Frank Money has returned from the Korean war, with a deep secret. He has covered this secret with mourning the lost of his two best friends, a "mourning..so thick it completely covered my shame." Frank and his sister Cee were close growing up, he four years older than her, acted as a big brother should. And his going off to war created a physical separation, but not a division of affection.

So, after the war and despite his struggling with post traumatic stress and using alcohol to self heal and exorcise the war demons, when he hears his sister is in danger, he does not hesitate to make his way toward her and.... To say more would give away too much.

The use of Frank addressing not only the reader but the author as well was marvelous. This was done, a few times briefly to kind of comment on how the story was unfolding to illustrious effect. The language in this book is simply beautiful, and for some reason it doesn't feel unfinished, as most short novels do. And the ending is brought full circle back to the beginning, all this in under 150 pages. In fact, the reading guide at the end brings up so many good questions you will be astonished as to how one could create that many queries in a short book.

Can't think of a better way to spend a couple of hours. This may well be the best novel you read all year. You will be greatly rewarded for taking that time!
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69 of 75 people found the following review helpful By Jsun on May 9, 2012
Format: Hardcover
"Frank and Cee, like some forgotten Hansel and Gretel, locked hands as they navigated the silence and tried to imagine a future."

Toni Morrison's Home is a surprisingly lean novel from a major American author known for her complex and elliptical style. Home is even more lean and minimal than Morrison's brilliant Sula, which she wrote forty years ago. For some reason, I yearned for the Morrison who wrote Song of Solomon or Paradise, which is Morrison at her most complex and perhaps her most sublime. That isn't to say Home is a failed effort, but perhaps it's a passive, more subdued effort, one which does not give us the feeling her greatest books have given us.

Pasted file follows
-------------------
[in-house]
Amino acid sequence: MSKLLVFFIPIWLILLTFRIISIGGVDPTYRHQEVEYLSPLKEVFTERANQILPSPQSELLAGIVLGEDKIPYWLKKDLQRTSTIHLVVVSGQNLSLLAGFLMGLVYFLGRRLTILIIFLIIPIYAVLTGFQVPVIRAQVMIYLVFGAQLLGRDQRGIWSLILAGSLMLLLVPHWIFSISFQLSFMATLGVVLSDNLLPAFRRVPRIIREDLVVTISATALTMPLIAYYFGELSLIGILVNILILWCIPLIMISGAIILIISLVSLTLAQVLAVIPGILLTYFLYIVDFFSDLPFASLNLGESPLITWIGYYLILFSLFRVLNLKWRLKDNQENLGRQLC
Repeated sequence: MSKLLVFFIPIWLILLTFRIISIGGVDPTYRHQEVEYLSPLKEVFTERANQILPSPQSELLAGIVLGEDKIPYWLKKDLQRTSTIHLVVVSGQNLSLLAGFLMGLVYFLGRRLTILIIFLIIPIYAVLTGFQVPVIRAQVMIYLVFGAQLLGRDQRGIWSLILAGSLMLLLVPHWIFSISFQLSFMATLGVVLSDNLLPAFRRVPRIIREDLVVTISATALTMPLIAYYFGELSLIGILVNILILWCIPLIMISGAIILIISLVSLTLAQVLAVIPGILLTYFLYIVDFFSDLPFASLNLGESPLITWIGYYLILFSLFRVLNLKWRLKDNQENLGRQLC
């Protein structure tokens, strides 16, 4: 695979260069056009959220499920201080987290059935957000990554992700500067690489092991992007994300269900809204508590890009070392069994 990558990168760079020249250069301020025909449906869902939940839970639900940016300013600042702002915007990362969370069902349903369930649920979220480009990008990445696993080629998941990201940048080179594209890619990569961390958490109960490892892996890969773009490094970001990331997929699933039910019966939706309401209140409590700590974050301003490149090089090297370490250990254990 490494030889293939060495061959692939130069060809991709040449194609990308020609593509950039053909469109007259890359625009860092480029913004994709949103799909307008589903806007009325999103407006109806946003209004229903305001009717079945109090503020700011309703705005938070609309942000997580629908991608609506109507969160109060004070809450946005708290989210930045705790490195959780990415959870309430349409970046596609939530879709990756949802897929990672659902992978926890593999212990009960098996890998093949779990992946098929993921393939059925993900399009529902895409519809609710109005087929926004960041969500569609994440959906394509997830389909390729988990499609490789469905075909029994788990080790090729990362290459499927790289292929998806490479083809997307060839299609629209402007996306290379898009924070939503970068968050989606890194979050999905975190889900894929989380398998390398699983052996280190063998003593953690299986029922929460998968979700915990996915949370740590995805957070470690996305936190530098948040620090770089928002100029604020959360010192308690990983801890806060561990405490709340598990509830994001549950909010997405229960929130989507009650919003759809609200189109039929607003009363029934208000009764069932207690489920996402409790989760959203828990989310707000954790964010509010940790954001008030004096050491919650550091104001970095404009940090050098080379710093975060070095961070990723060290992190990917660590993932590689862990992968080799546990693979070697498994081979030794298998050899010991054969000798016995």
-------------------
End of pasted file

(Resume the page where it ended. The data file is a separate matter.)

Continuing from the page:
Home tells the story of Frank Money and his experience "home" after The Korean War. He lost both his homeboys, Michael and Stuff, in the war. In a character reminiscent of Virginia Woolf's Septimus Warren Smith or perhaps even Morrison's own Shadrack, Money suffers re-adapting into American society. He fought for a racist country which still segregated and refused to acknowledge his duty to his country. He "loiters" around, which causes suspicion from cops. He wanders aimlessly, not quite sure about his own self, which is haunted by images from the past. He breeds shame from an incident that happened in Korea (I won't say what), masking it with visible and palpable anger. Money eventually tries to become more active as a man when he receives a letter from Sarah that his sister, Ycidra, called Cee, "...best be dead if you tarry." Cee is gradually dying in the hands of a strange physician Dr. Scott, who is perhaps involved in experimentation dealing with "eugenics.
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40 of 44 people found the following review helpful By ReadingWhileFemale on May 10, 2012
Format: Hardcover Verified Purchase
When I heard that Toni Morrison was coming out with a new novel, I was absolutely excited. I loved Paradise and Beloved (so much so that I've never written a review of either of them) so I pre-ordered a copy of Home as soon as I could. I got my copy yesterday (the release day) and I finished it this morning. I'm not entirely sure what I was expecting, but this novella was different altogether from any of my expectations.

This novella was very different from other Morrison books that I've read. It was, first and foremost, easy to read. Beloved took me over a month to get through because it was so dense and so difficult; Home took me only a few hours. I was, I have to admit, a little surprised and even disappointed at how easy the prose was. Though the chapters switch between narrators, with a majority of the chapters being from Frank's perspective, the narrators of each chapter are always characters that have been previously introduce and are always identified in the first few sentences of their chapter. The reader never has to figure out who is talking or what is going on, so long as they can remember names. The chapters alternate between the story itself, told by the various narrators, and chapters in which Frank addresses the author directly, telling them what really happened, how he really felt, and occasionally correcting things that the author previously wrote. I really enjoyed those chapters, because they called attention to the act of storytelling itself, to the fact that someone who is not the characters is writing these things, to the idea that sometimes the author messes things up. I thought that technique was very cool, and it isn't something I've seen Morrison do before.